First, the U.S. became the site for the world’s highest divorce rate. Second, birth control became increasingly prominent with the introduction of the pill. Women began to experience more freedom in planning their lives. Third, a college education was more accessible for more people, especially for women who began to take more influential positions in the work force. Fourth, social change, including women’s liberation, encouraged more women to consider careers other than being homemakers. Fifth, abortion reached a rate of over 1.5 million per year. Sixth, the economy led many women to work because they had to, or because they were the sole breadwinner.{13}

So we can see that this generation has entered a culture enmeshed in dramatic changes, especially regarding the family. These changes have produced certain characteristics, some positive, others negative, that are generally descriptive of contemporary youth.

How Do You Describe a “Buster”?

How do you describe someone who is labeled as a “baby buster”? We may be tempted to answer this question in a despairing tone, especially if we haven’t taken time to see a clear picture of a “buster.” Consider the following characteristics:

First, they are serious about life. For example, the quality of life issues they have inherited have challenged them to give consideration to critical decisions both for the present and future. Second, they are stressed out. School, family, peer pressure, sexuality, techno-stress, finances, crime, and even political correctness contribute to their stressful lives. Third, they are self-reliant. One indicator of this concerns religious faith; the baby buster believes he alone can make sense of it. Fourth, they are skeptical, which is often a defense against disappointment. Fifth, they are highly spiritual. This doesn’t mean they are focusing on Christianity, but it does mean there is a realization that it is important to take spiritual understanding of some kind into daily life. Sixth, they are survivors. This is not apparent to adults who usually share a different worldview concerning progress and motivation. This generation is not “driven” as much as their predecessors. They are realistic, not idealistic.{14}

Do these characteristics match your perceptions? If not, it may be because this generation has received little public attention. And what attention it has received has leaned in a negative direction because of inaccurate observation. The baby busters’ parents, the baby boomers, have been the focus of businesses, education, churches, and other institutions simply because of their massive numbers and their market potential. It’s time to rectify this if we have the wisdom to see the impact busters will have in the not-too-distant future.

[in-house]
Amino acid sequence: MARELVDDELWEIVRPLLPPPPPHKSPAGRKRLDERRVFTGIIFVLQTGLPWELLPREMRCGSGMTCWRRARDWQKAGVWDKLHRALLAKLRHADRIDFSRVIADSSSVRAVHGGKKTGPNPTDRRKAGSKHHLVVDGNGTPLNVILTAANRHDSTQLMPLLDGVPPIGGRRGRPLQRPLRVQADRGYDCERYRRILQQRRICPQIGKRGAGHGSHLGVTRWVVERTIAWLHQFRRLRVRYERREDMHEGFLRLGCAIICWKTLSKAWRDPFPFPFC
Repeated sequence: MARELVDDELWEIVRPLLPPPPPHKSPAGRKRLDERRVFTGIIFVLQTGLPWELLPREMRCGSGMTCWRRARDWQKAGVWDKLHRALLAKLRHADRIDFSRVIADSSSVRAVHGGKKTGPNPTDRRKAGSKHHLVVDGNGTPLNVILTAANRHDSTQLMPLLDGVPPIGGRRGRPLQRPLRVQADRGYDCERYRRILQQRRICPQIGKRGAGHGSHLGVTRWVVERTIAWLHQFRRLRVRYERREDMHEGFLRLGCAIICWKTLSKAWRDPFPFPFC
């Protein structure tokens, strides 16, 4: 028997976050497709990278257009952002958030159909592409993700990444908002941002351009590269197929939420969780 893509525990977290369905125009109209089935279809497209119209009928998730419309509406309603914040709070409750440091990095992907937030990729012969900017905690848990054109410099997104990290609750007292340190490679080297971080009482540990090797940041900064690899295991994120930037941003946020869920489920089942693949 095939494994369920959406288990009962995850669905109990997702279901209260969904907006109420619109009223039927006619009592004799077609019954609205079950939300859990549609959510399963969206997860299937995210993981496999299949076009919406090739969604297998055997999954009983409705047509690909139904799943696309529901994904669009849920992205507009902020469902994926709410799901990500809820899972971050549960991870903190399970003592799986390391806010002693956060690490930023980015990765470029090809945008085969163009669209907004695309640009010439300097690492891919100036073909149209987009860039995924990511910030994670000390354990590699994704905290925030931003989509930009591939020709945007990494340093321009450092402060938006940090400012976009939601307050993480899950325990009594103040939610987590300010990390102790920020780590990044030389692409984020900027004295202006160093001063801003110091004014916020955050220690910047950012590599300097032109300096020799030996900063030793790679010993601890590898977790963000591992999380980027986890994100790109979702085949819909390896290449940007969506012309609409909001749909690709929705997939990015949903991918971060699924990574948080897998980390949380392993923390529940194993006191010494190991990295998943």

What About the Church and Busters?

Let’s survey a few other attributes of Generation X as we attempt to bring this group into sharper focus. These attributes should be especially important to those of us in the Christian community who desire to understand and relate to our youth.

Because of “the loneliness and alienation of splintered family attachments” this generation’s strongest desires are acceptance and belonging.{15} Our churches need to become accepting places first and expecting places second. That is, our youth need to sense that they are not first expected to conform or perform. Rather, they are to sense that the church is a place where they can first find acceptance. My years of ministry among youth have led me to the conclusion that one of the consistent shortcomings of our churches is the proverbial “generation gap” that stubbornly expects youth to dress a certain way, talk a certain way, socialize in a certain way, etc., without accepting them in Christ’s way.

Another important attribute of this generation is how they learn. “They determine truth in a different way: not rationally, but relationally.”{16} Closely aligned with this is the observation that “interaction is their primary way of learning.”{17} In order for the church to respond, it may be necessary to do a great deal of “retooling” on the way we teach.

Lastly, busters are seeking purpose and meaning in life. Of course this search culminates in a relationship with the risen Jesus. It should be obvious that ultimately this is the most important contribution the church can offer. If we fail to respond to this, the greatest need of this generation or any other, surely we should repent and seek the Lord’s guidance.

Listening to Busters

Let’s eavesdrop on a conversation taking place on a college campus between a Generation X student and a pastor:

Pastor: We have a special gathering of college students at our church each Sunday. It would be great to see you there.

Student: No, thanks. I’ve been to things like that before. What’s offered is too superficial. Besides, I don’t trust institutions like churches.

Pastor: Well, I think you’ll find this to be different.

Student: Who’s in charge?

Pastor: Usually it’s me and a group of others from the church.

Student: No students?

Pastor: Well, uh, no, not at the moment.

Student: How can you have a gathering for students and yet the students have nothing to do with what happens?

Pastor: That’s a good question. I haven’t really thought much about it.

Student: By the way, is there a good ethnic and cultural mix in the group?

Pastor: It’s not as good as it could be.

Student: Why is that?

Pastor: I haven’t really thought about that, either.

Student: Cliques. I’ve noticed that a lot of groups like yours are very “cliquish.” Is that true at your church?

Pastor: We’re trying to rid ourselves of that. But do you spend time with friends?

Student: Of course! But I don’t put on a “show of acceptance.”

Pastor: I appreciate that! We certainly don’t want to do that! We sincerely want to share the truth with anyone.

Student: Truth? I don’t think you can be so bold as to say there is any such thing.

Pastor: That’s a good point. I can’t claim truth, but Jesus can.

Student: I’m sure that’s comforting for you, but it’s too narrow for anyone to claim such a thing. We all choose our own paths.